Tuesday, April 4, 2017

A Look Back In Time

While the main purpose of last month's trip to Lethbridge was for birding, I couldn't resist taking in a little history as well.

Below is Fort Whoop-Up, or least a close replica of the original, which was actually constructed about 6 km to the south in 1869.  This replica was created in 1967 in Indian Battle Park to mark Canada's centenary.  It was the elicit whiskey trade which prompted the federal government to send out the Northwest Mounted Police (which later became the Royal Canadian Mounted Police) to restore order in 1874.


This kiosk pays tribute to Lethbridge's early coal mining history.  Coal was king during the 1880-1900 period though I was surprised to learn that the last coal mine here remained open until 1957.


While I'm not 100% on this, I believe this was one of the old engines used to pull coal wagons up a horizontal railway which which built nearby.



This slope, now a foot path, was the site of the vertical railway mentioned above.  I'm sure there were a few of these constructed.


Entrance to a coal tunnel.


I should mention too that a lot of historical buildings and structures connected to the days of coal were built in what is now Indian Battle Park.  Successive floods and neglect have pretty much destroyed most traces of them, though the park's pathways are marked with some very interesting interpretive signage.

Sunday, April 2, 2017

Icy Trails

As the weather warms I find it increasingly difficult to stay inside.  Yes, I wanted to do a little birding but I had no real destination in mind.  For the most part, I just wanted to stretch my legs and enjoy some sun.  I more or less randomly ended up over by the Birchwood Trails.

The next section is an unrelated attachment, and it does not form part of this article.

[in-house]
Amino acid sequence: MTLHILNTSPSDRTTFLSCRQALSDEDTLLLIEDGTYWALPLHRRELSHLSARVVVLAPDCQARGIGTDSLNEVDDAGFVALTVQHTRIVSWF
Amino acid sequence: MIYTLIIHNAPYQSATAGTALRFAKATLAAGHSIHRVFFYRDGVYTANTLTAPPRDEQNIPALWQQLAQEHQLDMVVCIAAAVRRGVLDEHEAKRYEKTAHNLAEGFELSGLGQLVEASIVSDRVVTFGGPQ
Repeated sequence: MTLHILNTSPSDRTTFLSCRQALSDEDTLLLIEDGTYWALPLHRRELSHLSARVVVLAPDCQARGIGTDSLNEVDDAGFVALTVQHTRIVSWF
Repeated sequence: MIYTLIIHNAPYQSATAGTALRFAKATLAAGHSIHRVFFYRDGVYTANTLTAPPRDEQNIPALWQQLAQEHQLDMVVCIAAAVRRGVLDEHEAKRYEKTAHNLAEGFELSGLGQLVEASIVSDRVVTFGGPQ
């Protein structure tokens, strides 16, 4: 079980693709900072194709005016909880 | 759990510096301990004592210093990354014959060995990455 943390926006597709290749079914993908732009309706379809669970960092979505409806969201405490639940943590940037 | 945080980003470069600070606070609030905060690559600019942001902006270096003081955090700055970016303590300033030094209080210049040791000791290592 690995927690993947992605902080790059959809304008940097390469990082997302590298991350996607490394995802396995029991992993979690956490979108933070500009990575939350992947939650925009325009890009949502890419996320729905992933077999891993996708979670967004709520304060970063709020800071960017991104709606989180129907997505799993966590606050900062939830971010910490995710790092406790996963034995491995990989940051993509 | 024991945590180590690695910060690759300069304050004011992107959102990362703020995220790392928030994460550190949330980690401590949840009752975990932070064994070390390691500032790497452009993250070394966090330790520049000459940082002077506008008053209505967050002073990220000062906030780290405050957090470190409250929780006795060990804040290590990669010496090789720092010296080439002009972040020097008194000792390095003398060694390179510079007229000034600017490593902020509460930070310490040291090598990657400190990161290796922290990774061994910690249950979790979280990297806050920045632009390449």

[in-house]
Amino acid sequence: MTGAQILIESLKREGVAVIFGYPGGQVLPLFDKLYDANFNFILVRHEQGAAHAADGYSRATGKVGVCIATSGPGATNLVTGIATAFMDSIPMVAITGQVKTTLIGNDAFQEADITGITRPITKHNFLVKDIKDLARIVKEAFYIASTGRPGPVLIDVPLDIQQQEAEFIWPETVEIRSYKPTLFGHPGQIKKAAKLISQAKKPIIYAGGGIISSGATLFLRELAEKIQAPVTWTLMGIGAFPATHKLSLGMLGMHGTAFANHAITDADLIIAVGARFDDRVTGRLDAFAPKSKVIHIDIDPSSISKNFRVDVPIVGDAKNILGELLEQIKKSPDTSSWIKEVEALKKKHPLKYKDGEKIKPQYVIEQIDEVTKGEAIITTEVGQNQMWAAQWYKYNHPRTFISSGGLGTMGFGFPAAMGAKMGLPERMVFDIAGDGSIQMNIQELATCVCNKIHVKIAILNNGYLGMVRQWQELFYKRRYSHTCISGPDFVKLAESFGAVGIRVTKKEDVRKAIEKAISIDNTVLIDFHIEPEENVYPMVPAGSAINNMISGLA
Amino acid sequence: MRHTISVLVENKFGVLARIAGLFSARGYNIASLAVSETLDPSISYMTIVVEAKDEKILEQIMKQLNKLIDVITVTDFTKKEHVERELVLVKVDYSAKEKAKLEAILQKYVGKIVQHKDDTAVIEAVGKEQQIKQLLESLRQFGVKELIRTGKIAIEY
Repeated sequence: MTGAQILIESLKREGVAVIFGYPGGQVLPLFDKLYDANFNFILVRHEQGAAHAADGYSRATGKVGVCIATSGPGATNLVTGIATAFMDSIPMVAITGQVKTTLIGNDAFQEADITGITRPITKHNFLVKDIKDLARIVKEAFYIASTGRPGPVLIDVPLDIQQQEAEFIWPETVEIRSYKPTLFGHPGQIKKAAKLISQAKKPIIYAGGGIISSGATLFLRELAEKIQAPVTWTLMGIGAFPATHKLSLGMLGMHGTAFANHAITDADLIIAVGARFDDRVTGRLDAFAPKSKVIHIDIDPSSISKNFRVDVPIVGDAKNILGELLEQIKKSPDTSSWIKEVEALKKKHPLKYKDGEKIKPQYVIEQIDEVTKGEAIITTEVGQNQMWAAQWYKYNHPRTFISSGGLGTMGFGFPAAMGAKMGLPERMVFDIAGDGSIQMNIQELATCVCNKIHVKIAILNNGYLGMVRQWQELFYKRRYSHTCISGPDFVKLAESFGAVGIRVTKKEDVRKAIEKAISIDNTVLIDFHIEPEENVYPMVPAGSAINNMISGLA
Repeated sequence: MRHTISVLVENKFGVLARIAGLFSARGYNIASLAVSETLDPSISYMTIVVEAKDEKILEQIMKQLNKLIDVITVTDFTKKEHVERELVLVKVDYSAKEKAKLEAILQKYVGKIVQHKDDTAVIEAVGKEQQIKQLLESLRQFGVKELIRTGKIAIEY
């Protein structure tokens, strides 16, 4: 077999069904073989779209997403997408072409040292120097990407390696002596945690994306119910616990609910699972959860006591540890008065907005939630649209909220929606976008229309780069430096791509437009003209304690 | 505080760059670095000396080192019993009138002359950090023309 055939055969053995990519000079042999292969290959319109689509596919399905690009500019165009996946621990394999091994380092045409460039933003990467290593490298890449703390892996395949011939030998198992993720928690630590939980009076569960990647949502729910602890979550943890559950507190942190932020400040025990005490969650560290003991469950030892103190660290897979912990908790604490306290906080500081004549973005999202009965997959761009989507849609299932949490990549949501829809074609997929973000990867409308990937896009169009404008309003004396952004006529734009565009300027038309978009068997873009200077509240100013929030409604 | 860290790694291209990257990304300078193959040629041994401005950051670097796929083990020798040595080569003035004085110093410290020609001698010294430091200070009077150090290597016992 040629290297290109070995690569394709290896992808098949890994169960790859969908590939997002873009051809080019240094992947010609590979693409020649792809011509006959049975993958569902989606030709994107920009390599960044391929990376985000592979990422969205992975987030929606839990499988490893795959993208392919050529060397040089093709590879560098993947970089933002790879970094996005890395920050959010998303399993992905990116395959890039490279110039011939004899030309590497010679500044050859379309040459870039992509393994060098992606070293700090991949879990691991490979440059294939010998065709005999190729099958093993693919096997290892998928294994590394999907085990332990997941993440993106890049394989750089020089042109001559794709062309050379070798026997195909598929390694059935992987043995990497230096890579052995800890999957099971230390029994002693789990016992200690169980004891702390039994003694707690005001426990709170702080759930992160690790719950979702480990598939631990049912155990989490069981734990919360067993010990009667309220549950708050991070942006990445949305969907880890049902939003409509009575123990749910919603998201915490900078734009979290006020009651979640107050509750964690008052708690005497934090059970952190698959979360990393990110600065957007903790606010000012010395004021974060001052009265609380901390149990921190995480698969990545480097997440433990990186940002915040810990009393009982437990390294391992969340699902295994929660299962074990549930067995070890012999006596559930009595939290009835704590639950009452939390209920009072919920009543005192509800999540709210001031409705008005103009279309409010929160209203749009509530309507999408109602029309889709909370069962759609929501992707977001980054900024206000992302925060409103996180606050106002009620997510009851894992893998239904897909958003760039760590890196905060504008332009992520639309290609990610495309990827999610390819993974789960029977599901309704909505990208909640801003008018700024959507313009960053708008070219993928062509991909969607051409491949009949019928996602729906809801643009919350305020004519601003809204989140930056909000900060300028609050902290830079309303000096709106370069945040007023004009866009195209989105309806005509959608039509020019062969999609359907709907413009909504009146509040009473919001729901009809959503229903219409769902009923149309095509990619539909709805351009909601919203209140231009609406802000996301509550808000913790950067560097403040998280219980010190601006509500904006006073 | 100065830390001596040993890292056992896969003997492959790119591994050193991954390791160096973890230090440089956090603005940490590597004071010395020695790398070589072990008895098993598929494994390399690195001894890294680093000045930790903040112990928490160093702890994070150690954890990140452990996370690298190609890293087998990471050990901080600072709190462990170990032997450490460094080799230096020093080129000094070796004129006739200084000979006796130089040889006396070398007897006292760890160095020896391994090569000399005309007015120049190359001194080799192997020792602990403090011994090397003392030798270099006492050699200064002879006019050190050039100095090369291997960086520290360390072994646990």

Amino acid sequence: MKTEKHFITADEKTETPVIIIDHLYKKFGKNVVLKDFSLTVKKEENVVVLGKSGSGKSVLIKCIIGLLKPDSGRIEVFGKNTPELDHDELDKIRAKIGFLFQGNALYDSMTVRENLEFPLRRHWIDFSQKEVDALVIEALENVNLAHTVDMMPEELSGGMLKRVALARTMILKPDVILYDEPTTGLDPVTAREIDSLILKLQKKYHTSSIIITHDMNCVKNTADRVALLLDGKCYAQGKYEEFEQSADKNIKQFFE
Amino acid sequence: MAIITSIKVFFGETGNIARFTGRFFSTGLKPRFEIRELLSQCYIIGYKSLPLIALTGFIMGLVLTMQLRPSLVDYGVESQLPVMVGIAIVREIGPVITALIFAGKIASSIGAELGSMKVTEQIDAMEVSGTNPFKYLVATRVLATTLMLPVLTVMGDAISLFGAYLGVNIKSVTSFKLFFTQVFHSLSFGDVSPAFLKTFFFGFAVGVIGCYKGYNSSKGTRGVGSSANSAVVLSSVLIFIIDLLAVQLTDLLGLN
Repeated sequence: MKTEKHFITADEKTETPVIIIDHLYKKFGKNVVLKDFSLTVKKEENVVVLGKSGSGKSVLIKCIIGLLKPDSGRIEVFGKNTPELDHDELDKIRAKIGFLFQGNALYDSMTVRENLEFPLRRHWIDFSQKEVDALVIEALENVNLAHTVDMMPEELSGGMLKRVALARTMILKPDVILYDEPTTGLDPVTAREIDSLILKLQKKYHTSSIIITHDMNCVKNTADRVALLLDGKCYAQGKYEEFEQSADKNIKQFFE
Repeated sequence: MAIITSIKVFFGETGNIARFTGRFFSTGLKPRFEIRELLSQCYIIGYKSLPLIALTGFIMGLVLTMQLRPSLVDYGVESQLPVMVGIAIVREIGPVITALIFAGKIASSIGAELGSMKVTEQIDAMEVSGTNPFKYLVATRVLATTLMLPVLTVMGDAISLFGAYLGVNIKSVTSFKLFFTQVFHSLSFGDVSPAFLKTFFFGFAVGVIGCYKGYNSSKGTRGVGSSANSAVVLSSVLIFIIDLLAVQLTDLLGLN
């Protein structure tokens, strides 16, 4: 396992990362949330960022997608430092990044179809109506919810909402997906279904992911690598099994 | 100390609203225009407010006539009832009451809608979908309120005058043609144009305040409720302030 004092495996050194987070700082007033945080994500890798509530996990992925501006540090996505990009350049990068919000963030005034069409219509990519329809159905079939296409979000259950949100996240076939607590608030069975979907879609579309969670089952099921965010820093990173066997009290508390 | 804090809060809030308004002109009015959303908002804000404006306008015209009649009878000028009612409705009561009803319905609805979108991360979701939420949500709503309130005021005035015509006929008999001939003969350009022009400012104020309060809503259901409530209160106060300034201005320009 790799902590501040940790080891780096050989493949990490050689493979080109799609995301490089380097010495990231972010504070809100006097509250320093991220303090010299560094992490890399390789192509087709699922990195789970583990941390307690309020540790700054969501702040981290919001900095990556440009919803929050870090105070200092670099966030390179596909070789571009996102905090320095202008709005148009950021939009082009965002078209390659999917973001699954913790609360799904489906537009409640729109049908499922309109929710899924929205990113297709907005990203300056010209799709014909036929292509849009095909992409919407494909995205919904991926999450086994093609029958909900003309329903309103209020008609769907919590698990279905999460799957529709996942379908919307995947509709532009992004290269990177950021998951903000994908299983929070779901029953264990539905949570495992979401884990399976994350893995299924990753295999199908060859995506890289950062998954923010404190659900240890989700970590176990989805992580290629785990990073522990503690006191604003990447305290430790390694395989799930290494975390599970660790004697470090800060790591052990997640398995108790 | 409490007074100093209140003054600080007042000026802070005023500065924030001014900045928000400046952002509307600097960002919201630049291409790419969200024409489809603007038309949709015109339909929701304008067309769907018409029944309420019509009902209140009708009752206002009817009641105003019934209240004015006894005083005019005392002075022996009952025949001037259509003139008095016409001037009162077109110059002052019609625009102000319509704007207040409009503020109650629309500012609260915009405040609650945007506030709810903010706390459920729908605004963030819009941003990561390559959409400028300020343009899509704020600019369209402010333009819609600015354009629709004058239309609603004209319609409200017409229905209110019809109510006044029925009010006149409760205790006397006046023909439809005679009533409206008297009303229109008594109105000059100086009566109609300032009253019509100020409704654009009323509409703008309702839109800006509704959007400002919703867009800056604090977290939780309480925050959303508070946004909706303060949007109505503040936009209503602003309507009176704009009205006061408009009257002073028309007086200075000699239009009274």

Trail conditions were much different since the last time I had been here.  Back in February, while there were icy patches there was enough snow to give me the traction I needed.  Not so this time.  I made a couple of abortive attempts to get down into the valley, each time to find a small skating rink blocking my way.  But I can't say I wasn't warned...



I had to content myself with the trail along the top of the valley, but this eventually lead me to a section of trail I had never actually explored before.   Once I reached the lower part of Thickwood, I had an interesting view across to the Timberlea neighbourhood.  I think this damage was caused less by last year's wildfire and more by efforts of responders to clear sections of brush to deprive the fire of more fuel.  


I was rewarded with a nice little "peek a boo" view of the river...